In composition, wrought iron differs from cast iron and steel in two important features, viz.: (1) In having had removed, as an essential of its manufacture, the greater part of the five elements usually contained in iron. In this respect it is near the composition of mild steel. (2) In containing, as a result of the process of manufacture, a quantity of slag (usually called cinder) which surrounds each iron crystal in a thin sheath, and preserves the identity of the crystal as a fiber when a bar of wrought iron is elongated by rolling or hammering. In this respect it differs from steel, which is crystalline and without much slag.
The chief properties of wrought iron are as follows, viz.:
(a) It is very malleable and ductile, and can be readily forged, particularly when heated.
(b) It cannot be cast, as it is fusible only at a very high temperature (about 2800° F.), and merely becomes pasty at the usual furnace temperatures, though because of this quality it is readily united by welding.
(c) It cannot be hardened, due to lack of carbon.
(d) If pulled apart, the fracture shows a fibrous break. 6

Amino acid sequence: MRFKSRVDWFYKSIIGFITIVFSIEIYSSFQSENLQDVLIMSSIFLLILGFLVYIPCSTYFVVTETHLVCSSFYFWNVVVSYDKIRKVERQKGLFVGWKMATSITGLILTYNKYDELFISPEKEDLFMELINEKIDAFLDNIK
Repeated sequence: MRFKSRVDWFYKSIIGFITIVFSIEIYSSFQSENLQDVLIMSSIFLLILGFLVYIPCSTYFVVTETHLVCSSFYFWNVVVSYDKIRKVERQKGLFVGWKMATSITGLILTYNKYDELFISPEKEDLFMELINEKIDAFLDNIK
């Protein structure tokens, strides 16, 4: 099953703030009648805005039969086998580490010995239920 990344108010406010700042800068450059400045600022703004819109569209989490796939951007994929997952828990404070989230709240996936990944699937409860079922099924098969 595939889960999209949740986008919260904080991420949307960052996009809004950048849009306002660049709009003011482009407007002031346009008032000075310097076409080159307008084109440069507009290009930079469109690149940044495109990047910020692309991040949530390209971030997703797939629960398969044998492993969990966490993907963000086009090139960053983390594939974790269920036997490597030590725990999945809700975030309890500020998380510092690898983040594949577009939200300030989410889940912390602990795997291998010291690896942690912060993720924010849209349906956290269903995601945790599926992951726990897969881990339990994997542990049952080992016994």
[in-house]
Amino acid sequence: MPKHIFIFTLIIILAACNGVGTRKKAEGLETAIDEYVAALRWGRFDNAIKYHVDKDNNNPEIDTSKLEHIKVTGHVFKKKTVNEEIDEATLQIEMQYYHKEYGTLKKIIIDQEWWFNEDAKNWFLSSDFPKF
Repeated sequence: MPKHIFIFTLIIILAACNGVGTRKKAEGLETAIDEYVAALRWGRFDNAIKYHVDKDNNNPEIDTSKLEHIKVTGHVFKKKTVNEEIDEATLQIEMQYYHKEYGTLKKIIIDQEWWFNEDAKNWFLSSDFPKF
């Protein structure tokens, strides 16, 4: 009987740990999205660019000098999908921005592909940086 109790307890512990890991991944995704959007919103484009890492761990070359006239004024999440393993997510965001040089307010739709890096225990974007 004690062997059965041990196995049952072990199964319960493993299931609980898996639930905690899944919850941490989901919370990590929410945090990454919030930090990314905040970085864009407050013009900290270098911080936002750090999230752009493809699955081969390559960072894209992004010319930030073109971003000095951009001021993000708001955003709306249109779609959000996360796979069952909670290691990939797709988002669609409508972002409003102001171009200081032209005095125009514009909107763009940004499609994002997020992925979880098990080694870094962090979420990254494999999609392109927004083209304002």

Wrought iron gets its name from the fact that it may be wrought into various shapes readily under the hammer; also it is called malleable iron in England, because of its great malleability, but it must not be confused with malleable castings, also called malleable cast iron or merely malleable iron in America.
While wrought iron and mild steel resemble each other, there are certain distinct advantages of wrought iron which cause it to be retained for some uses. Among its advantages are (1) it welds better than does steel, (2) lasts longer when exposed to weather or to water, (3) is better to resist shock and vibration (fatigue), in use, and (4) its fibrous structure arrests fracture, as its breaking is in the nature of a gradual tearing, which often gives warning of a dangerous stress, while steel breaks suddenly.
Among the disadvantages of wrought iron are, (1) its elastic and tensile strength are lower than those of steel, (2) and its production is more costly.